import com.opencloud.sentinel.feature.spi.init.InjectFeatureStats;
import com.opencloud.slee.annotation.BinderTargets;
import com.opencloud.slee.annotation.SBBPartReference;
import com.opencloud.slee.annotation.SBBPartReferences;

import javax.slee.ActivityContextInterface;
import javax.slee.annotation.ComponentId;
import javax.slee.annotation.ProfileReference;
import javax.slee.annotation.ProfileReferences;
import javax.slee.facilities.Tracer;

/** * * An example feature. */
@SentinelFeature(
    featureName = ExamplePojoFeature.NAME,
    componentName = "@component.name@",
    featureVendor = "@component.vendor@",
    featureVersion = "@component.version@",
    featureGroup = SentinelFeature.CORE_FEATURE_GROUP,
    configurationReader = @ConfigurationReader(
        readerInterface = ExampleConfigReader.class,
        readerClass = ExampleConfigProfileReader.class
    ),
    usageStatistics = ExampleUsageStats.class,
    executionPhases = ExecutionPhase.SipSessionPhase,
    provisioning = @FeatureProvisioning(
        displayName = "SIP POJO Feature",
        configs = {
            @ProvisioningConfig(
                type = "SipPojoFeatureConfig",
                displayName = "Config",
                fields = {
                    @ProvisioningField(
                        name = "aValue",
                        displayName = "A value",
                        type = "int",
                        description = "An example value to set."
                    )
                },
                profile = @ProvisioningProfile(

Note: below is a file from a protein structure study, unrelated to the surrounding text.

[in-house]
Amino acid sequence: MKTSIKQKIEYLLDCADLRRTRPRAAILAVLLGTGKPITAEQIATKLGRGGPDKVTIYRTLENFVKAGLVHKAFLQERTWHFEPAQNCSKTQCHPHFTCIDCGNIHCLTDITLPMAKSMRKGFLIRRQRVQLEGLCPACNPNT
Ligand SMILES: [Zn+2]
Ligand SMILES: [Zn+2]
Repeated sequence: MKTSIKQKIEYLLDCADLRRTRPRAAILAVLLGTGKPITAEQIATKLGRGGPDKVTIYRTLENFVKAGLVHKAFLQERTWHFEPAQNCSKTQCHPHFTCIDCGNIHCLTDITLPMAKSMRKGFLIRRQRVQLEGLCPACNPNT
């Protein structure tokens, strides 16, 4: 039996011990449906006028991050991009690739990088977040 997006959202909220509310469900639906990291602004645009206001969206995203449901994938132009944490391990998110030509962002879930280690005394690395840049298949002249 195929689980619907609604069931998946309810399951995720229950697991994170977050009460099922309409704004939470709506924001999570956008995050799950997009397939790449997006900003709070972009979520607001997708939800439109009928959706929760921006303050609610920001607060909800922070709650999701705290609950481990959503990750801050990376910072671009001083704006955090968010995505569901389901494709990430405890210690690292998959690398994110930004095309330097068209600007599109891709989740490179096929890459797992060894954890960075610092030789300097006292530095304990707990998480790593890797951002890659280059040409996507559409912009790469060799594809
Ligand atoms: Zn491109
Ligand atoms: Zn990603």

tableName = "ExampleConfigProfileTable",
                    specification = @ProvisioningProfileId(name = "@sentinel-sip-example-profile.name@", vendor = "@sentinel-sip-example-profile.vendor@", version = "@sentinel-sip-example-profile.version@")
                )
            )
        }
    )
)
@SBBPartReferences(
    sbbPartRefs = {
        @SBBPartReference(id = @ComponentId(name = "@sentinel-sip-spi.SentinelSipFeatureSPI SBB Part.name@", vendor = "@sentinel-sip-spi.SentinelSipFeatureSPI SBB Part.vendor@", version = "@sentinel-sip-spi.SentinelSipFeatureSPI SBB Part.version@")),
        @SBBPartReference(id = @ComponentId(name = "@sentinel-sip-example-mapper.name@", vendor = "@sentinel-sip-example-mapper.vendor@", version = "@sentinel-sip-example-mapper.version@"))
    }
)
@ProfileReferences(
    profileRefs = {
        @ProfileReference(profile = @ComponentId(name="@sentinel-sip-example-profile.name@", vendor="@sentinel-sip-example-profile.vendor@", version="@sentinel-sip-example-profile.version@"))
    }
)

@BinderTargets(services = "sip")
@SuppressWarnings("unused")
public class ExamplePojoFeature extends BaseFeature<NullSentinelSessionState, FeatureEndpoint> implements InjectFeatureConfigurationReader<ExampleConfigReader>, InjectFeatureStats<ExampleUsageStats> {

    public ExamplePojoFeature(FeatureEndpoint caller, Facilities facilities, NullSentinelSessionState sessionState) {
        super(caller, facilities, sessionState);
    }

    public static final String NAME = "SipPojoFeature";
    @SuppressWarnings("FieldCanBeLocal")
    private ExampleConfigReader configReader;
    private ExampleUsageStats featureStats;

    /** * All features must have a unique name. * * @return the name of this feature */